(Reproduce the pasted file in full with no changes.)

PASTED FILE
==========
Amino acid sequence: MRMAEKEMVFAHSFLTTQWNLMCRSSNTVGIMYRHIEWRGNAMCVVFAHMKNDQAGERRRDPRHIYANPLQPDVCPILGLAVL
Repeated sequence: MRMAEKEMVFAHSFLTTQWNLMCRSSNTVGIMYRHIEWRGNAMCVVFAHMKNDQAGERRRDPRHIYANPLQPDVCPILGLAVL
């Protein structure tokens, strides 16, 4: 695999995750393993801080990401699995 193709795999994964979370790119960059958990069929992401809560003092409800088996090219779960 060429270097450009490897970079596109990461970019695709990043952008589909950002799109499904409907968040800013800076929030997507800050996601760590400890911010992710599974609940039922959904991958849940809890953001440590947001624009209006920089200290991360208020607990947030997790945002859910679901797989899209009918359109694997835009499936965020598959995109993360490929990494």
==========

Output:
Amino acid sequence: MRMAEKEMVFAHSFLTTQWNLMCRSSNTVGIMYRHIEWRGNAMCVVFAHMKNDQAGERRRDPRHIYANPLQPDVCPILGLAVL
Repeated sequence: MRMAEKEMVFAHSFLTTQWNLMCRSSNTVGIMYRHIEWRGNAMCVVFAHMKNDQAGERRRDPRHIYANPLQPDVCPILGLAVL
């Protein structure tokens, strides 16, 4: 695999995750393993801080990401699995 193709795999994964979370790119960059958990069929992401809560003092409800088996090219779960 060429270097450009490897970079596109990461970019695709990043952008589909950002799109499904409907968040800013800076929030997507800050996601760590400890911010992710599974609940039922959904991958849940809890953001440590947001624009209006920089200290991360208020607990947030997790945002859910679901797989899209009918359109694997835009499936965020598959995109993360490929990494």